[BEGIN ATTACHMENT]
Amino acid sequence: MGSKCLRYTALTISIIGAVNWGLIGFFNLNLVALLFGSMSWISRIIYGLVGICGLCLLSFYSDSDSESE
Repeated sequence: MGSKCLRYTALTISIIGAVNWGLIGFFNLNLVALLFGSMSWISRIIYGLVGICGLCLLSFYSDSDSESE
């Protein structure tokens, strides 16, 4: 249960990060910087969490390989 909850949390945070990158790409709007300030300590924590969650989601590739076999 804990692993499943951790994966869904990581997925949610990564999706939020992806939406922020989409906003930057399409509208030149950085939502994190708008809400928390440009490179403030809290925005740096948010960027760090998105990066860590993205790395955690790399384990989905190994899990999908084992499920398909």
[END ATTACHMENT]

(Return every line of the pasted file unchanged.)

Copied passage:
Amino acid sequence: MGSKCLRYTALTISIIGAVNWGLIGFFNLNLVALLFGSMSWISRIIYGLVGICGLCLLSFYSDSDSESE
Repeated sequence: MGSKCLRYTALTISIIGAVNWGLIGFFNLNLVALLFGSMSWISRIIYGLVGICGLCLLSFYSDSDSESE
């Protein structure tokens, strides 16, 4: 249960990060910087969490390989 909850949390945070990158790409709007300030300590924590969650989601590739076999 804990692993499943951790994966869904990581997925949610990564999706939020992806939406922020989409906003930057399409509208030149950085939502994190708008809400928390440009490179403030809290925005740096948010960027760090998105990066860590993205790395955690790399384990989905190994899990999908084992499920398909």